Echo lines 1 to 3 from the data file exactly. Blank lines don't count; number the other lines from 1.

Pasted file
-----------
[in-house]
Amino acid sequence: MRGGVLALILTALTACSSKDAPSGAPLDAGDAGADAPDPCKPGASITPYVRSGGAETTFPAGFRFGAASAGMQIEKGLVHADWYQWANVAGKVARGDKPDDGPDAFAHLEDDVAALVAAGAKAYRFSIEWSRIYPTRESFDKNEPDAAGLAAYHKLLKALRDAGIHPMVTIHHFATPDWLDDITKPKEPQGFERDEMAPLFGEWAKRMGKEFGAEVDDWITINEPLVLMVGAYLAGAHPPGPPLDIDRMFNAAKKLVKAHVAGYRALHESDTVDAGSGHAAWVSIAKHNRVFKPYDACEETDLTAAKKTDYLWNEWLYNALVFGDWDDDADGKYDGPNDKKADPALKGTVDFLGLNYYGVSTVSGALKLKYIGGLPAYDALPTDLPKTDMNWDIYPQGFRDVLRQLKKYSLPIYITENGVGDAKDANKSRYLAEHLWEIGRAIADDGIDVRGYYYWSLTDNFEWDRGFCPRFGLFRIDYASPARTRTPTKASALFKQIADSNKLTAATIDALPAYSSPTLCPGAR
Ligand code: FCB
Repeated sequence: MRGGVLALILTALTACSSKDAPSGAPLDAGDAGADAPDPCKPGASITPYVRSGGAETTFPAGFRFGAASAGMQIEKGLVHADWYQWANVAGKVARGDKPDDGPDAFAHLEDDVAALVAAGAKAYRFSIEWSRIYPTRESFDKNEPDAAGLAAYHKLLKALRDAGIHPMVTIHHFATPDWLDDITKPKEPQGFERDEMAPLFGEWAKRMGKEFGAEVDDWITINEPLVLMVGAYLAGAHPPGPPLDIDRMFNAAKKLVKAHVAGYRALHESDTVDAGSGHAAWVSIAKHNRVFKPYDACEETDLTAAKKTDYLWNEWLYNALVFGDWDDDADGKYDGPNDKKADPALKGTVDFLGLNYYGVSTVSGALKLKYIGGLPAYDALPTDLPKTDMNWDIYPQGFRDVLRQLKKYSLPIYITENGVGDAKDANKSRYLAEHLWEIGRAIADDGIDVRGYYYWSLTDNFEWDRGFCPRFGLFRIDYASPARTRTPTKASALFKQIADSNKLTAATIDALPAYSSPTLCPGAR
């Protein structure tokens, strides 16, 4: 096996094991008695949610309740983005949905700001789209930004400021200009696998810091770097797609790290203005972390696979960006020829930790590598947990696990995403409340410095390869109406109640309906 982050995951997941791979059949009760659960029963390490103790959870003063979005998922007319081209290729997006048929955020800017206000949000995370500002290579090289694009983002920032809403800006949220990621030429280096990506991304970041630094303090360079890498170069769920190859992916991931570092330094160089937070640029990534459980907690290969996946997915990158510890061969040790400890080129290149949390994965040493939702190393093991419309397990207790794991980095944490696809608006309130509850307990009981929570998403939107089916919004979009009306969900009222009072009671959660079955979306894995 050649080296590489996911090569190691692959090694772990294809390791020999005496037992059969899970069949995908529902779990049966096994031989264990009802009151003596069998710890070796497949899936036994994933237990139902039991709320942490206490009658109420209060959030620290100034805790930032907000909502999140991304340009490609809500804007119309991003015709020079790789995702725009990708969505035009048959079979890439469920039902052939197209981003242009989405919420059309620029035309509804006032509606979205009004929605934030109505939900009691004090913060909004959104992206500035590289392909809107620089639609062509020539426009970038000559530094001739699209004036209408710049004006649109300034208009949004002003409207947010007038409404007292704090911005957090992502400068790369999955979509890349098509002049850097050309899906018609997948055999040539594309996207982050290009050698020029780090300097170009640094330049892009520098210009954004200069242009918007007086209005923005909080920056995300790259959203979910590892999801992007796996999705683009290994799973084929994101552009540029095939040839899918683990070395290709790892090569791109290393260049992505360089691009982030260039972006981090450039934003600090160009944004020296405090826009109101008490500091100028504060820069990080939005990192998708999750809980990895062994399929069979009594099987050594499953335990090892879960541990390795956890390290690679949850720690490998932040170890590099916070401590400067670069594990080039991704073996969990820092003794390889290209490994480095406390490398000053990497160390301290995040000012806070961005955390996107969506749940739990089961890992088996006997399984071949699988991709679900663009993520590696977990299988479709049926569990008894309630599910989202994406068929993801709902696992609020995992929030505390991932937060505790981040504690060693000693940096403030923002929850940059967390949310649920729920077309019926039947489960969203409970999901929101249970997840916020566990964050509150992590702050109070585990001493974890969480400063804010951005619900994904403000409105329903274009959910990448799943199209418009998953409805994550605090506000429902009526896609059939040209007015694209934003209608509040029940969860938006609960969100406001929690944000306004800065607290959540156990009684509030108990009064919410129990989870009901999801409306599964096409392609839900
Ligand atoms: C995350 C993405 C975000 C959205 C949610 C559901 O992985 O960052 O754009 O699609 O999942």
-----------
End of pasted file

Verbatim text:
[in-house]
Amino acid sequence: MRGGVLALILTALTACSSKDAPSGAPLDAGDAGADAPDPCKPGASITPYVRSGGAETTFPAGFRFGAASAGMQIEKGLVHADWYQWANVAGKVARGDKPDDGPDAFAHLEDDVAALVAAGAKAYRFSIEWSRIYPTRESFDKNEPDAAGLAAYHKLLKALRDAGIHPMVTIHHFATPDWLDDITKPKEPQGFERDEMAPLFGEWAKRMGKEFGAEVDDWITINEPLVLMVGAYLAGAHPPGPPLDIDRMFNAAKKLVKAHVAGYRALHESDTVDAGSGHAAWVSIAKHNRVFKPYDACEETDLTAAKKTDYLWNEWLYNALVFGDWDDDADGKYDGPNDKKADPALKGTVDFLGLNYYGVSTVSGALKLKYIGGLPAYDALPTDLPKTDMNWDIYPQGFRDVLRQLKKYSLPIYITENGVGDAKDANKSRYLAEHLWEIGRAIADDGIDVRGYYYWSLTDNFEWDRGFCPRFGLFRIDYASPARTRTPTKASALFKQIADSNKLTAATIDALPAYSSPTLCPGAR
Ligand code: FCB